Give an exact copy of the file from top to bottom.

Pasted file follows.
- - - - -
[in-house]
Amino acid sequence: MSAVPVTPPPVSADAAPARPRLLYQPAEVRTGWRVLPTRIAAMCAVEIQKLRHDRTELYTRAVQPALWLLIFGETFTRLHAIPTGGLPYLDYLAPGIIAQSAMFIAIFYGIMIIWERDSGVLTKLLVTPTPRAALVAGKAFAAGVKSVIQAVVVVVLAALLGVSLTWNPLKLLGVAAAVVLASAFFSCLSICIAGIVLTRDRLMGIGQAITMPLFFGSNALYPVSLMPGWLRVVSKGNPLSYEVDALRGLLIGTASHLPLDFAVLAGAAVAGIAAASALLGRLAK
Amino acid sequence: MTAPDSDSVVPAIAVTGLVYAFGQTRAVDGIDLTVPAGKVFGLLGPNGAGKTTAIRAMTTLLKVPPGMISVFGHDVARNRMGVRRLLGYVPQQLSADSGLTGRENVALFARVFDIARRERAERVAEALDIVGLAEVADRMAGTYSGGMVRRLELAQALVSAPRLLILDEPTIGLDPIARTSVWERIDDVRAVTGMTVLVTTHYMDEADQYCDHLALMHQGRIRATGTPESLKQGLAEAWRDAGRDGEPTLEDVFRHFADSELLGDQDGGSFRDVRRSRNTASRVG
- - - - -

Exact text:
[in-house]
Amino acid sequence: MSAVPVTPPPVSADAAPARPRLLYQPAEVRTGWRVLPTRIAAMCAVEIQKLRHDRTELYTRAVQPALWLLIFGETFTRLHAIPTGGLPYLDYLAPGIIAQSAMFIAIFYGIMIIWERDSGVLTKLLVTPTPRAALVAGKAFAAGVKSVIQAVVVVVLAALLGVSLTWNPLKLLGVAAAVVLASAFFSCLSICIAGIVLTRDRLMGIGQAITMPLFFGSNALYPVSLMPGWLRVVSKGNPLSYEVDALRGLLIGTASHLPLDFAVLAGAAVAGIAAASALLGRLAK
Amino acid sequence: MTAPDSDSVVPAIAVTGLVYAFGQTRAVDGIDLTVPAGKVFGLLGPNGAGKTTAIRAMTTLLKVPPGMISVFGHDVARNRMGVRRLLGYVPQQLSADSGLTGRENVALFARVFDIARRERAERVAEALDIVGLAEVADRMAGTYSGGMVRRLELAQALVSAPRLLILDEPTIGLDPIARTSVWERIDDVRAVTGMTVLVTTHYMDEADQYCDHLALMHQGRIRATGTPESLKQGLAEAWRDAGRDGEPTLEDVFRHFADSELLGDQDGGSFRDVRRSRNTASRVG